In a quarter of the facilities, investigators discovered patients in restraints. Staff said that many of them were kept that way over long periods of time -- that, Rosenthal said, constitutes a violation of Article 1 of the United Nations convention against torture.
"It's torture to tie a person down and leave them strapped to a wheelchair for a lifetime," he said.
DRI's Okin said life in the institution has led patients to become more dysfunctional than they were when they first arrived.
To better understand the effect of institutionalization, "Nightline" travelled 330 miles northwest of Mexico City to Guadalajara. We had visited the Caisame mental facility ten years earlier to see how institutionalized children lived -- at that time, we found them tied and bound, even leashed to a window grate.
Ten years later, those same children are now young adults, but they are still living in the facility and little has changed. Many of the young adults are heavily medicated.
"It broke my heart to come back 10 years later and find the same kids are now young adults sitting in the same room, on the same mats, rocking back and forth moaning, crying," he said. "Nothing has happened in 10 years."
In other facilities that DRI visited, investigators found children all jumbled together, some with disabilities, but others with no apparent infirmities, including some lively toddlers.
"There is no oversight, there is no monitoring, there's no quality control," Rosenthal said. "It's a black hole."
Made Worse by Institutionalization?
At Samuel Ramirez hospital in Mexico City, Bañuelos said all the patients had been made worse by institutionalization. Bañuelos, who came to the hospital three years ago, said he's taking risks by conceding this publicly but added that he just wanted to be honest.
"If somebody in the government gets angry or mad or something, I'm really sorry, it is a reality right now," he said.
Dr. Carlos Campillo, who is in charge of psychiatric facilities for the Mexican Health Ministry, acknowledges there are problems.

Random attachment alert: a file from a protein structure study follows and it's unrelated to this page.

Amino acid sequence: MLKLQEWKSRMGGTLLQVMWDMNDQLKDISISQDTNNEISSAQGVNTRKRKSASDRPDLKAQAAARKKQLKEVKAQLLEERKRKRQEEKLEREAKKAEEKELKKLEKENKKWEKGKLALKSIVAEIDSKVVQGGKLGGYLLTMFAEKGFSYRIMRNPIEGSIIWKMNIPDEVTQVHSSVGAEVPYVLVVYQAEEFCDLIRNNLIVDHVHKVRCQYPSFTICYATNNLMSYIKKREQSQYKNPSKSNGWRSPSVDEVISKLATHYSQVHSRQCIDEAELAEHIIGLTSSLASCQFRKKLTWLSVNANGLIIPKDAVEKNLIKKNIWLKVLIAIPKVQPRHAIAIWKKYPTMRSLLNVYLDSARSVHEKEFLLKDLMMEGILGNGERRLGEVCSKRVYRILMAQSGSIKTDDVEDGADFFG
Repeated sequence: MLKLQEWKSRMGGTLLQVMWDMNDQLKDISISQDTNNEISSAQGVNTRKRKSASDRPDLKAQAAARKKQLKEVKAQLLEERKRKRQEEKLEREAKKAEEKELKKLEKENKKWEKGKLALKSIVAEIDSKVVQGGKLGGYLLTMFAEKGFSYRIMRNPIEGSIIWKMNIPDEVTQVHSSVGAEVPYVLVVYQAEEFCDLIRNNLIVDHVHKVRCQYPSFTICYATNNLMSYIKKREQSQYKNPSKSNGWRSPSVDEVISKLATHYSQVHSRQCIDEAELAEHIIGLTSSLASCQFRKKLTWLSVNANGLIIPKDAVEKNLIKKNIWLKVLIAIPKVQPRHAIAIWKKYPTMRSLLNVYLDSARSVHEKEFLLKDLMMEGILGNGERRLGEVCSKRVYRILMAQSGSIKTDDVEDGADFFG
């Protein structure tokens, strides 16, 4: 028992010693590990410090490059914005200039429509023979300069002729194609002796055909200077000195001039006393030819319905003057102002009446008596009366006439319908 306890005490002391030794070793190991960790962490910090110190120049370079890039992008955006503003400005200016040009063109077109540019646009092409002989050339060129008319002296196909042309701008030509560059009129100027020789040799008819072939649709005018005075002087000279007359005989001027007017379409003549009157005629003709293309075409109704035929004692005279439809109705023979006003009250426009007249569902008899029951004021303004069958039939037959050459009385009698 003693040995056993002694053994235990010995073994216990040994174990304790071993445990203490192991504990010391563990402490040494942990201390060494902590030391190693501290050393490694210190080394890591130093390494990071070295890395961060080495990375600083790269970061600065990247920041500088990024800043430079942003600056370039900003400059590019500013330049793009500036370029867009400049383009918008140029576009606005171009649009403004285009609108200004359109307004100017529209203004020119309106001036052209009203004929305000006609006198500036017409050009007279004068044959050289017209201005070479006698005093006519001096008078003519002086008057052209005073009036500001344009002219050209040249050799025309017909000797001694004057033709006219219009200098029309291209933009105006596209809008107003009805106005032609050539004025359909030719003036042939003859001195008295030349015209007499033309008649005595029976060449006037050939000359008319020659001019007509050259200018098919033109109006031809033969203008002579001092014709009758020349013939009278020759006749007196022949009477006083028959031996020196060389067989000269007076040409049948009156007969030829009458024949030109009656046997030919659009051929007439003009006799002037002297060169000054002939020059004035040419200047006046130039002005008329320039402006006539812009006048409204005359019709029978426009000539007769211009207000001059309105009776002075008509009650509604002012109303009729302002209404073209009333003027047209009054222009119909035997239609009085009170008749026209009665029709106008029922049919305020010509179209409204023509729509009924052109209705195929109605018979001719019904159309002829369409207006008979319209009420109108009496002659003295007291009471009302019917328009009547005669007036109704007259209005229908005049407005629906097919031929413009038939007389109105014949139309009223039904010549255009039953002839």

"You have to train people, you have to open new services, to open new facilities, and this is a very tough job to do," he said.
Mexico spends 2.5 percent of its health budget on mental health -- far less than the World Health Organization's recommendation of 10 percent. Campillo said that, amid many competing government priorities, the budget for psychiatric facilities is increasing 0.5 percent per year.
The government has allocated 100 million pesos, nearly $8 million dollars, to spend on Samuel Ramirez Hospital and community services in the area surrounding the hospital starting in January, 2011.
Okin said improving the bleak condition of Mexico's psychiatric system is about putting limited resources into community services that help people before they wind up in an institution.
"There is no poverty that could explain this degree of abandonment," Okin said.
There are small signs of humanity. One patient gives Dr. Okin a gift of twig and grass.
But many of these patients, like Juan Carlos in the helmet, will likely never know another life. Looking into his eyes, Okin said, you can tell he's "frightened to death."
For more information on Disability Rights International, go to www.disabilityrightsintl.org.